**Une bijection insolite pour les arbres binaires / A strange bijection for binary trees (part I)**

GT LaBRI, Bordeaux, 9 December 2019

slides (pdf, 28 Mo)

GT LaBRI, Bordeaux, 16 December 2019 ** (part II)**

slides (pdf, 27 Mo)

abstract

We present a bijection, probably new, between binary trees and pairs of vectors (w,h). The first component is the so-called canopy of the binary tree, introduced by Loday and Ronco in relation with some Hopf algebras of trees and permutations. This bijection can be defined directly, but is in fact a by-product of a more general methodology called « demultiplication of equations in a quadratic algebra ». This methodology can also produce the famous Robinson-Schensted correspondence between permutations and pairs of Young tableaux. We will introduce various concepts such as normal ordering, Wang tilings, Q-tableaux, reverse Q-tableaux, reverse quadratic algebra, planarization of the quadratic equations, demultiplication of equations, from which we will deduce the two above bijections. If time permits we will present other bijections, classical and new, obtained by this same methodology.

reference: Chapters 2 and 4, part III of "ABjC"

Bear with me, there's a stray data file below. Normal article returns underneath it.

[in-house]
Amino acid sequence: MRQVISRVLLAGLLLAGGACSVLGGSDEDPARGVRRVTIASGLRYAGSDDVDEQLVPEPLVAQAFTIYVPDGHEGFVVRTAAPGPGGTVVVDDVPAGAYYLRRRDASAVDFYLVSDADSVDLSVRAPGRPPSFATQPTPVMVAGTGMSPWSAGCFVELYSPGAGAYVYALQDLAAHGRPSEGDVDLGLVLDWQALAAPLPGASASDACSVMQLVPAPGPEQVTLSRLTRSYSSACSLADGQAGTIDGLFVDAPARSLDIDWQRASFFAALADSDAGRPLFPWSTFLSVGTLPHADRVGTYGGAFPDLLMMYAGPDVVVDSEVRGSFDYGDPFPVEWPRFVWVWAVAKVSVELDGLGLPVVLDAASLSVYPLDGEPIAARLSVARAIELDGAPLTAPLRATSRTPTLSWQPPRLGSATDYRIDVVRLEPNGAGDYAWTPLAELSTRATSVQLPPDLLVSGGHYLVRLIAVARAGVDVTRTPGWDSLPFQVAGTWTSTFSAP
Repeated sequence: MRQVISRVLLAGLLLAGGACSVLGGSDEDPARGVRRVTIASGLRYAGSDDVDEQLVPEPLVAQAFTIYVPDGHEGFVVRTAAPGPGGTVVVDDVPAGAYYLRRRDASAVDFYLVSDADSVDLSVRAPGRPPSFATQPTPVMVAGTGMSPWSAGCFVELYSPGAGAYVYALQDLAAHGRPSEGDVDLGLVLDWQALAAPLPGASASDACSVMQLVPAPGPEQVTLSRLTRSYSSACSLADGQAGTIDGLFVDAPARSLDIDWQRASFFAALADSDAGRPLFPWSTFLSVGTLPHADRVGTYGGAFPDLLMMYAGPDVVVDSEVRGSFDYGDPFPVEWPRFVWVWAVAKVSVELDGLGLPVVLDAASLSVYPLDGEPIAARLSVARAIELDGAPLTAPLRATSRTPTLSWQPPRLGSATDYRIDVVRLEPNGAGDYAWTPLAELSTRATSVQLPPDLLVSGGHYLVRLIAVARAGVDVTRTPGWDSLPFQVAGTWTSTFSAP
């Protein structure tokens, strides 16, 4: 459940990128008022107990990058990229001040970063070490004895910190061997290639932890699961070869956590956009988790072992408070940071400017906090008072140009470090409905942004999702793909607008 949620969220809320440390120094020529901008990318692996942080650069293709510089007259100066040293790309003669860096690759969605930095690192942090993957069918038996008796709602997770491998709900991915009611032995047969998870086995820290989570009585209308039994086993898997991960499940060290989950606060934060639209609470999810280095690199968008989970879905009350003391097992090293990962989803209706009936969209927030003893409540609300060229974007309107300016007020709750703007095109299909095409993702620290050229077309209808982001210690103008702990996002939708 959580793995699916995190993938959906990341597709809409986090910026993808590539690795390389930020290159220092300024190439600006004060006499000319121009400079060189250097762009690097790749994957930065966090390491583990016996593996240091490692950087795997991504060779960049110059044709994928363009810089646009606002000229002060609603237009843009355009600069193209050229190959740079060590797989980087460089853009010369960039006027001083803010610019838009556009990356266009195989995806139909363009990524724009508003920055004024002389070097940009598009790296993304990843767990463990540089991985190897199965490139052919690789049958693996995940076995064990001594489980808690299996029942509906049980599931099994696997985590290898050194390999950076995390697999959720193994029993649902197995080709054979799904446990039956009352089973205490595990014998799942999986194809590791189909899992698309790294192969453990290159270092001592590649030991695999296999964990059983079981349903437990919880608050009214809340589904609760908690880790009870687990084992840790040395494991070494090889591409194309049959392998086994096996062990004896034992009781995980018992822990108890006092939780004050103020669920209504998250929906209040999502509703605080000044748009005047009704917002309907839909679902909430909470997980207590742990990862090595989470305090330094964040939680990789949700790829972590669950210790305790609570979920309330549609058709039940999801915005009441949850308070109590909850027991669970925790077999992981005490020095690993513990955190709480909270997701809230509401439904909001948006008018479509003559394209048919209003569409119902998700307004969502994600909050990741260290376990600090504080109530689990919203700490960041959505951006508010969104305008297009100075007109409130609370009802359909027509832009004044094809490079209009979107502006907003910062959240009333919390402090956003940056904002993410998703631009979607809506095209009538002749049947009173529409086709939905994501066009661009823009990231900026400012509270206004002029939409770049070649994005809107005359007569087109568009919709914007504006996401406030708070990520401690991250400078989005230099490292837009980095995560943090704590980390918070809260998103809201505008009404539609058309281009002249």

**Tianjin lectures 2019 **

A series of lectures on enumerative, algebraic and bijective combinatorics giving an introduction to the video-book "The Art of Bijective Combinatorics" (ABjC)

Department of Applied Mathematics, Tianjin Universisty, Tianjin, China, September 9-20, 2019

Many thanks to Professor (William) Yongchuan Chen for the invitation.

Lecture 1 September 9, 2019, **Proofs without words: the example of the Ramanujan continued fraction**

A typical sample of enumerative and bijective combinatorics using *symbolic method* with the notion of *heaps of pieces.*

Lecture 2 September 11, 2019, **An introduction to algebraic combinatorics with RSK (the Robinson-Schensted-correspondence)**

*RSK revisited: Fomin "growth diagrams", "geometric version", "edge local rules" and beyond.*

Lecture 3 September 16, 2019, **Quadratic algebra and bijective combinatorics: from RSK to the PASEP in physics and beyond**

(an introduction to the "*cellular ansatz*" methogology)".